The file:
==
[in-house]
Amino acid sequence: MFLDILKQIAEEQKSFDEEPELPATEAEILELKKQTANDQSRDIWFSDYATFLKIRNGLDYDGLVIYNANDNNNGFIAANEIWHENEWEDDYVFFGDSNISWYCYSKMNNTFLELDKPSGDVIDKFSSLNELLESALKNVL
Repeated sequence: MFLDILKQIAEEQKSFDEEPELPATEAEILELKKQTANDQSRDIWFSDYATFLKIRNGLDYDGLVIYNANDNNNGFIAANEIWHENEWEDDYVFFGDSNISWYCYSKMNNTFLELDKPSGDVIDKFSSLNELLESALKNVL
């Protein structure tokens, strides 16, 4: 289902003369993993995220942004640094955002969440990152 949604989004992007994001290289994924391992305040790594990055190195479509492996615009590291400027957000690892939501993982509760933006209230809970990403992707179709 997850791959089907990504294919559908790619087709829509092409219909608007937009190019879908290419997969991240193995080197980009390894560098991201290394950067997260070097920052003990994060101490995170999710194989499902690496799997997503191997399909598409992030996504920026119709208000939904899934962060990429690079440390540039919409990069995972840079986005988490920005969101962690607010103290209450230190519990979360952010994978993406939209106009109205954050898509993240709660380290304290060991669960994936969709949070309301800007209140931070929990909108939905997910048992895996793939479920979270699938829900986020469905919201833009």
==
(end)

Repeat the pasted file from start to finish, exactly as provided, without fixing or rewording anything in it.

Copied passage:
[in-house]
Amino acid sequence: MFLDILKQIAEEQKSFDEEPELPATEAEILELKKQTANDQSRDIWFSDYATFLKIRNGLDYDGLVIYNANDNNNGFIAANEIWHENEWEDDYVFFGDSNISWYCYSKMNNTFLELDKPSGDVIDKFSSLNELLESALKNVL
Repeated sequence: MFLDILKQIAEEQKSFDEEPELPATEAEILELKKQTANDQSRDIWFSDYATFLKIRNGLDYDGLVIYNANDNNNGFIAANEIWHENEWEDDYVFFGDSNISWYCYSKMNNTFLELDKPSGDVIDKFSSLNELLESALKNVL
């Protein structure tokens, strides 16, 4: 289902003369993993995220942004640094955002969440990152 949604989004992007994001290289994924391992305040790594990055190195479509492996615009590291400027957000690892939501993982509760933006209230809970990403992707179709 997850791959089907990504294919559908790619087709829509092409219909608007937009190019879908290419997969991240193995080197980009390894560098991201290394950067997260070097920052003990994060101490995170999710194989499902690496799997997503191997399909598409992030996504920026119709208000939904899934962060990429690079440390540039919409990069995972840079986005988490920005969101962690607010103290209450230190519990979360952010994978993406939209106009109205954050898509993240709660380290304290060991669960994936969709949070309301800007209140931070929990909108939905997910048992895996793939479920979270699938829900986020469905919201833009």